In its fourth assignment of error, Zurbrugg claims that the trial court erred when it overruled Zurbrugg's objection to testimony by plaintiff's expert witness regarding his "legal interpretation" of the contract between Zurbrugg and Park Lanes. Zurbrugg contends that there was no dispute as to the content of the contract and that it was error to allow the expert to testify that the "contract has an effect contrary to that suggested by Oregon case law." Zurbrugg argues that the trial court should have found as a matter of law that the contract did not establish Zurbrugg's right to control plaintiff's work. Plaintiff responds that he specifically limited the expert's testimony to custom and practice in the industry, and precluded any opinion on the legal effects of the contract. Plaintiff also argues that other witnesses, including Gary Zurbrugg, testified to the meaning of the contract without objection.
OEC 103(1) provides, in part, that "[e]vidential error is not presumed to be prejudicial. Error may not be predicated upon a ruling which admits or excludes evidence unless a substantial right of the party is affected[.]" See Kahn v. Pony Express Courier Corp., 173 Or App 127, 154, 20 P3d 837 (2001), rev den, 332 Or 518 (2001). We agree with plaintiff that the error, if any, was harmless. Here, the expert was specifically prohibited by plaintiff from giving a legal opinion. The expert testified regarding his experience as to how contracts are handled within the construction industry, and that the contract between Park Lanes and Zurbrugg was a standard form contract, which stated that the general contractor was responsible for safety on the project. Gary Zurbrugg testified without objection that the contract required him to be responsible for all safety on the project. Another witness, a former OSHA inspector, also testified without objection that the contract placed responsibility for safety on Zurbrugg. Therefore, even assuming that it was error for the trial court to have admitted the expert's testimony, the jury heard the same evidence from other witnesses without objection. The error, if any, was harmless.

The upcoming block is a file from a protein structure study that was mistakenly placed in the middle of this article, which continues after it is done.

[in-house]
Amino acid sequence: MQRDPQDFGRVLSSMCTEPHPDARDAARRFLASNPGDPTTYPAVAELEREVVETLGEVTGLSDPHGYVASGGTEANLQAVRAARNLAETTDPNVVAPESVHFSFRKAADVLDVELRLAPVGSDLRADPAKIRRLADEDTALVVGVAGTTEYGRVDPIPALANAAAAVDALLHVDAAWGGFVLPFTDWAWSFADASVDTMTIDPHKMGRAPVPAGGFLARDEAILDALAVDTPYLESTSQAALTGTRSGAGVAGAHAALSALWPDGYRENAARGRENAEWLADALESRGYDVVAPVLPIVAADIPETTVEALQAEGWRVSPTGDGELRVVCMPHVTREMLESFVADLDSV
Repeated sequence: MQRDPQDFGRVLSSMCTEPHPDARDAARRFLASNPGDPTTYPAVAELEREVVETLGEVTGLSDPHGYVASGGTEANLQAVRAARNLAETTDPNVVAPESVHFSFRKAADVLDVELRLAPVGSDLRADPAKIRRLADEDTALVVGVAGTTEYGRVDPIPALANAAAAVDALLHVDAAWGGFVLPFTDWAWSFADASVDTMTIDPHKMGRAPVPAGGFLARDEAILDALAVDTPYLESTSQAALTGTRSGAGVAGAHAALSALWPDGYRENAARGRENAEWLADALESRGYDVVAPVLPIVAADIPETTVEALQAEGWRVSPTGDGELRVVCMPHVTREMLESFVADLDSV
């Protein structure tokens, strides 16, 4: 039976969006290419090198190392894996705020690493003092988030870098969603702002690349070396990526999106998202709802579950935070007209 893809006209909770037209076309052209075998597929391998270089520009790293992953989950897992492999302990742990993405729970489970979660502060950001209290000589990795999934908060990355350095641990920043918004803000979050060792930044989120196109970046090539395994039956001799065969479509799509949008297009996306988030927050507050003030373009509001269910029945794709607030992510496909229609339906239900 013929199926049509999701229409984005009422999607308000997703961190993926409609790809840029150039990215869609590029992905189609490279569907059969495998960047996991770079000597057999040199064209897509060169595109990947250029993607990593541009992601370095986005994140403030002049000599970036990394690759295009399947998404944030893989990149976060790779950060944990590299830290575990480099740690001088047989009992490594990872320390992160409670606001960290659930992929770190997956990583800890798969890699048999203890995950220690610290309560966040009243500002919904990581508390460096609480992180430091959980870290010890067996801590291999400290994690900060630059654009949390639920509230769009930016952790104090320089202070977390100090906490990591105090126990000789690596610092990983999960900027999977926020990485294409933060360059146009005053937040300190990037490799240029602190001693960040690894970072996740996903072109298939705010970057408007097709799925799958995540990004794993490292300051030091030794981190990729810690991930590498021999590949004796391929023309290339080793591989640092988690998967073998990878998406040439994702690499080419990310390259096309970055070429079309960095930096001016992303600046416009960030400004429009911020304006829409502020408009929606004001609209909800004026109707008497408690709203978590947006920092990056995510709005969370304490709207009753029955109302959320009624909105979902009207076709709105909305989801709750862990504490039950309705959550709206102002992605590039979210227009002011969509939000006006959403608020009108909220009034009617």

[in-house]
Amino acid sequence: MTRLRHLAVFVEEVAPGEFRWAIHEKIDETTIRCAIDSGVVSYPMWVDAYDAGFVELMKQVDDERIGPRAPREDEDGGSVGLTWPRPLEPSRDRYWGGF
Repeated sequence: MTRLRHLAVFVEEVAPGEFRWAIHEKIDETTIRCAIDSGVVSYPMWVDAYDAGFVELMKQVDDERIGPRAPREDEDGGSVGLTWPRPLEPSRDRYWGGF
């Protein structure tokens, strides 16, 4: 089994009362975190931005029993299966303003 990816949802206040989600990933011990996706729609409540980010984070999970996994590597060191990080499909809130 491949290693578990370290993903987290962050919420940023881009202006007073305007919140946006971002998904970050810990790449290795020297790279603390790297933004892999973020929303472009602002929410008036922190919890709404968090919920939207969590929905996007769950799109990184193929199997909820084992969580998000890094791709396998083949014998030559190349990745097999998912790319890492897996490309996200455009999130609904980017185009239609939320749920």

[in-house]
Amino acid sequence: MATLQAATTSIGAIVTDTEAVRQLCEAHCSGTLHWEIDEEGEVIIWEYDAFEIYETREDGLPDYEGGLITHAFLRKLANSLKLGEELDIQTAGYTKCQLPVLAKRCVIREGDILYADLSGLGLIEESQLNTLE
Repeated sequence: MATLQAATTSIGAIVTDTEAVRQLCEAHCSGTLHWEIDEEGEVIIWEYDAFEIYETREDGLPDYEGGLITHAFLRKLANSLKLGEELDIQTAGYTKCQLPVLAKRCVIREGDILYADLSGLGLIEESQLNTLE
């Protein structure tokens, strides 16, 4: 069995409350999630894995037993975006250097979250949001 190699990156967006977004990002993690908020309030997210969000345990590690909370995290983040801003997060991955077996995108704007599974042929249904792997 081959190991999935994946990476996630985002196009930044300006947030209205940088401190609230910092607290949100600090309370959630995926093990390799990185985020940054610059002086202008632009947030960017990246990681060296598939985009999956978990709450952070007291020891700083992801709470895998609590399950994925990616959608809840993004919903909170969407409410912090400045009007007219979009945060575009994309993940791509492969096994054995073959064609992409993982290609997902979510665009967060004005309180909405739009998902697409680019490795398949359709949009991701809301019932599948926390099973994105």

Finally, Zurbrugg assigns error to the trial court's refusal to give four requested jury instructions. (2) A party is entitled to jury instructions on his or her theory of the case if the instructions correctly state the law and are based on the pleadings and proof. Roop v. Parker Northwest Paving Co., 194 Or App 219, 251, 94 P3d 885 (2004), rev den, 338 Or 374 (2005). There is no error, however, if the requested instruction is not correct in all respects; if, although the requested instruction is correct, its substance was covered fully by other instructions; or if the requested instruction is not necessary in order to explain the particular issue or point of law to the jury. Id. Error in failing to give a requested instruction requires reversal only if the jury instructions given by the trial court, considered as a whole, caused prejudice to the party requesting the instruction. Id. at 252; see also, e.g., Beall Transport Equipment Co. v. Southern Pacific, 186 Or App 696, 703, 64 P3d 1193, adh'd to as clarified, 187 Or App 472, 68 P3d 259 (2003).